Long-term consumption of high consumption of sodium in the diet is a risk factor for hypertension with increased cardiovascular disease and chronic kidney disease and mortality (1). Modest reductions in dietary salt intake reduce blood pressure in many persons with hypertension (2-4). High dietary sodium intake may cause hypertension by renal dysfunction with abnormal increased renal retention of sodium (5) or by vasodysfunction that involves renal vasodysfunction (6). Dietary sodium intake is recommended by the AHA to be <1,500 mg daily (3).
A national US survey included 12,267 persons (7). At 14.8-year follow-up, increased dietary sodium intake increased all-cause mortality by 20% per 1,000 mg/day of increased dietary sodium, whereas increased dietary potassium decreased all-cause mortality by 20% per 1,000 mg/day of increased dietary potassium (7). For sodium-potassium ratio, compared with the lowest quartile, the highest quartile increased all-cause death by 46%, increased cardiovascular disease death by 46%, and increased coronary heart disease death by 215% (7).
Numerous studies have demonstrated a dose-dependent lowering of blood pressure after decreasing dietary sodium, with the most blood pressure lowering in persons with the highest blood pressures and the best interventions (8). A meta-analysis of 56 randomized controlled studies demonstrated that decreasing sodium excretion by 100 mmol per day lowered blood pressure by 3.7/0.9 mmHg (9).
Most persons in the United States ingest 5 grams of sodium daily (8). Guidelines state that daily sodium intake be between 1,500 to 2,300 mg (1) with 1,500 mg daily of dietary sodium recommended for blacks, the elderly, and for persons who have hypertension, diabetes, or chronic kidney disease (8). Most excess dietary sodium is added during food processing (10). In a randomized controlled trial, 412 adults consumed a diet with high, intermediate, and low levels of sodium for 30 consecutive days each (11). Lowering dietary sodium from a high level to an intermediate level decreased systolic blood pressure 2.1 mmHg. Lowering dietary sodium from an intermediate level to a low level lowered systolic blood pressure by an additional 4.6 mmHg (11). Compared to a control diet with high sodium intake, a DASH diet with a low sodium intake lowered systolic blood pressure 7.1 mmHg in adults without hypertension and 11.5 mmHg in hypertensive adults (11).
Increased sodium leads to severe structural and functional cardiovascular and kidney abnormalities experimentally and clinically in hypertensive adults (12). Restriction of sodium intake in the diet reverses vascular endothelial dysfunction in middle aged/older adults with moderately increased systolic blood pressure (13,14). Sodium sensitivity increases cardiovascular events in hypertensive adults (15).
In 66 countries in 2010, 1.65 million cardiovascular deaths were attributed to dietary sodium intake above a reference level of 2,000 mg per day (16). A meta-analysis of 13 clinical trials of 177,025 persons demonstrated that higher consumption of dietary sodium caused a 23% increase in stroke and a 14% increase in cardiovascular disease (17).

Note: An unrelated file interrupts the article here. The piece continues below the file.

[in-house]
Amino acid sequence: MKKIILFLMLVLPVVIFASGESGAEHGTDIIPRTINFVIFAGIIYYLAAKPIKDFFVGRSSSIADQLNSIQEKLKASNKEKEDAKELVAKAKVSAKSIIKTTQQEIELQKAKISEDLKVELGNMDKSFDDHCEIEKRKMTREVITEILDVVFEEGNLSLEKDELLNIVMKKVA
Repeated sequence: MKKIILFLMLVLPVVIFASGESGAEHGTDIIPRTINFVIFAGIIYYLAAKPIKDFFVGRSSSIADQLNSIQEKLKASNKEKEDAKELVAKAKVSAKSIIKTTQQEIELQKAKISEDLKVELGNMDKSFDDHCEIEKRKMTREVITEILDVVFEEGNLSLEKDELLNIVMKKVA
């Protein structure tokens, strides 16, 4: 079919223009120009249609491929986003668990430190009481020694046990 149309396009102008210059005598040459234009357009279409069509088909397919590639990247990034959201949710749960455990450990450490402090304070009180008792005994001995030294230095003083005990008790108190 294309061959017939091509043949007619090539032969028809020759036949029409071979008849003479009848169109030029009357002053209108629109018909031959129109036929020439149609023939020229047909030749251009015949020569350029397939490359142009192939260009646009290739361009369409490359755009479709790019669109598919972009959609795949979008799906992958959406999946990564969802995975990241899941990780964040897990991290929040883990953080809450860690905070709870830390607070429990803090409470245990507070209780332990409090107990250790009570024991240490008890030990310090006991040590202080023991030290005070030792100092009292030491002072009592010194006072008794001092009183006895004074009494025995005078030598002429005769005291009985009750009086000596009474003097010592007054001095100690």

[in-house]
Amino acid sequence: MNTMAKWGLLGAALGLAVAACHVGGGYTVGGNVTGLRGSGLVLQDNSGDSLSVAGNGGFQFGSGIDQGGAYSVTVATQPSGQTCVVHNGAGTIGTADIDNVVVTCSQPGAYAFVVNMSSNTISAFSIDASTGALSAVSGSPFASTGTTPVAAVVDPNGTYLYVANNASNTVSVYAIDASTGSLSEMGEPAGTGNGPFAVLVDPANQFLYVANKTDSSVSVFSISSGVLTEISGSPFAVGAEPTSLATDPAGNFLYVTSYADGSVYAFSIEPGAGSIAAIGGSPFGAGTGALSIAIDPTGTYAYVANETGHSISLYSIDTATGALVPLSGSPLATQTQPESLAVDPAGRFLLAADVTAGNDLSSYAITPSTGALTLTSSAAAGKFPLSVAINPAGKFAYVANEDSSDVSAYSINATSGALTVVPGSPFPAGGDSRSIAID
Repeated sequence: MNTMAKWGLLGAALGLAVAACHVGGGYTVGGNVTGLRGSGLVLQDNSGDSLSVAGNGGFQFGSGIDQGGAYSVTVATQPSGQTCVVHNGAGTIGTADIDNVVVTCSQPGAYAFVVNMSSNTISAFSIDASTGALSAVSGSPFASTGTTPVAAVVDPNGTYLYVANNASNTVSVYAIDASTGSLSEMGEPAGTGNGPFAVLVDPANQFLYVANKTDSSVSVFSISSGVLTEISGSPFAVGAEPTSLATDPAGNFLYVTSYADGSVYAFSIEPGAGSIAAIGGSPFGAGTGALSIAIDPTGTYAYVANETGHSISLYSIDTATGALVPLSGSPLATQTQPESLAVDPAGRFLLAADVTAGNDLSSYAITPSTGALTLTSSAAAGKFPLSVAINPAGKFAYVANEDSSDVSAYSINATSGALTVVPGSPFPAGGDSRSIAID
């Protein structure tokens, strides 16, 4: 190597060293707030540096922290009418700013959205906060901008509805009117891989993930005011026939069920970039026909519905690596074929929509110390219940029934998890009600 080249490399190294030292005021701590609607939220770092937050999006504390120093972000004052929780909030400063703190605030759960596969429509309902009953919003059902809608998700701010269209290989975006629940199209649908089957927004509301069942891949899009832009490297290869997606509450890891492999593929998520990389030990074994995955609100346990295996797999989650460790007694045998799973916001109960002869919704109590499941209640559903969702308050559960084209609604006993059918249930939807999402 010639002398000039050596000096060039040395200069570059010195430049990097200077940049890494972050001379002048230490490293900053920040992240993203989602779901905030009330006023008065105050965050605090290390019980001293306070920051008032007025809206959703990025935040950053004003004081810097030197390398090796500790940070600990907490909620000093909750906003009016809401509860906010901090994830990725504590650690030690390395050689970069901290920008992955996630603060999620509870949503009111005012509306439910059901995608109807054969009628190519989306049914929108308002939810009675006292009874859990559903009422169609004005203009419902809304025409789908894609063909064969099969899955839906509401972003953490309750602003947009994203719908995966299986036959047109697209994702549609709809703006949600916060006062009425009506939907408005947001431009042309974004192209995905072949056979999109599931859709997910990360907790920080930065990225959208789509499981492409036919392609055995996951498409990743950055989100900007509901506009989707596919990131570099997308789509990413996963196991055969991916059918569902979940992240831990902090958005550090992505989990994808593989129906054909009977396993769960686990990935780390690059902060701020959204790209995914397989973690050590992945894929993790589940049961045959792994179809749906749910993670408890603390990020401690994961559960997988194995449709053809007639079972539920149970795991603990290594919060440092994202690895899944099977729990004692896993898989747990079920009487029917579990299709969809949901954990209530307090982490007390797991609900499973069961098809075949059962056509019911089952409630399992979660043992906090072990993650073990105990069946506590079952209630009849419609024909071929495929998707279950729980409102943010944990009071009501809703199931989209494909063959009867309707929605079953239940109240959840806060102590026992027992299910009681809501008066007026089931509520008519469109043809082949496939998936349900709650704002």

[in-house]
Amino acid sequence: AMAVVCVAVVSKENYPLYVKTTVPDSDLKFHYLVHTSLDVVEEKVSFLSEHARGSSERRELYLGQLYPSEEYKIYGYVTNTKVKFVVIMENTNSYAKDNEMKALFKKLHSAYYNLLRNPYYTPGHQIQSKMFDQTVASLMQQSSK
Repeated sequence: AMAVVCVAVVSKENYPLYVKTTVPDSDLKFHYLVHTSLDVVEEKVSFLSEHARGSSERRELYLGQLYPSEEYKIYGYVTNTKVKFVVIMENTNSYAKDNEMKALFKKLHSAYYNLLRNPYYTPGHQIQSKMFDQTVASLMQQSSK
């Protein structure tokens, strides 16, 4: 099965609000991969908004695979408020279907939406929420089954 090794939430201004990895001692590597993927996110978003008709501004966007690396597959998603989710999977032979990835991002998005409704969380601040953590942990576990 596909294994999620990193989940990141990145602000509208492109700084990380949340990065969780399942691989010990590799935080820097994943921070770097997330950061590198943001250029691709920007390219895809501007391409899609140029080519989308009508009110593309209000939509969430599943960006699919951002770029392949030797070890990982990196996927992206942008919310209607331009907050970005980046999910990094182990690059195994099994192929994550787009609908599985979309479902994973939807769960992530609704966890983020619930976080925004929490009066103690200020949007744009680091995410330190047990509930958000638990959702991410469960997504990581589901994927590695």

Many clinical trials have shown that a lower consumption of sodium decreases cardiovascular events and death (7,18-22). Decreasing sodium consumption in Finland by one-third decreased blood pressure and decreased both stroke and ischemic heart disease death by 75% to 80% (18). In a retirement home, 1,981 elderly men were randomized to a potassium-enriched salt diet or to regular salt intake (19). At 31-month follow-up, the elderly men on a potassium-enriched salt diet had a 41% decrease in cardiovascular disease death (19). The potassium-enriched salt group lived 0.3 to 0.9 years longer and spent 426 US dollars per year less on inpatient care for cardiovascular disease (19).
In the Trial of Hypertension Prevention (TOHP), 744 prehypertensive adults during 1987 to 1990 (TOHP I) and 2,382 prehypertensive adults during 1990 to 1995 (TOHP II) were randomized to reduced dietary sodium or to usual sodium intake (25% to 35% more sodium ingestion) (20). Follow-up for cardiovascular events was made 10 to 15 years after the clinical study. This clinical trial found that reduced consumption of sodium lowered cardiovascular events by 25% (20). Over 20-year follow-up in this study, all-cause mortality was increased 12% per increase in sodium of 1,000 mg per 24 hours, with a 25% lowering of all-cause death if daily sodium intake was less than 2,300 mg (21).
An English survey included 9,183 persons in 2003, 8,762 persons in 2006, 8,974 persons in 2008, and 4,753 persons in 2011 (22). This study found that from 2003 to 2011, daily sodium intake measured by 24-hour urinary sodium was reduced by 1.9 grams, blood pressure in adults not receiving antihypertensive drugs was decreased 2.7/1.1 mmHg, stroke death was reduced 42%, and death from coronary heart disease was reduced 40% (22).
Lowering consumption of sodium by decreasing sodium content in processed food and by not adding salt to food would lead to reducing hypertension, cardiovascular events, and death. A national salt reduction program is a simple and cost-effective way to improve public health (23).
Conflicts of Interest: The author has no conflicts of interest to declare.
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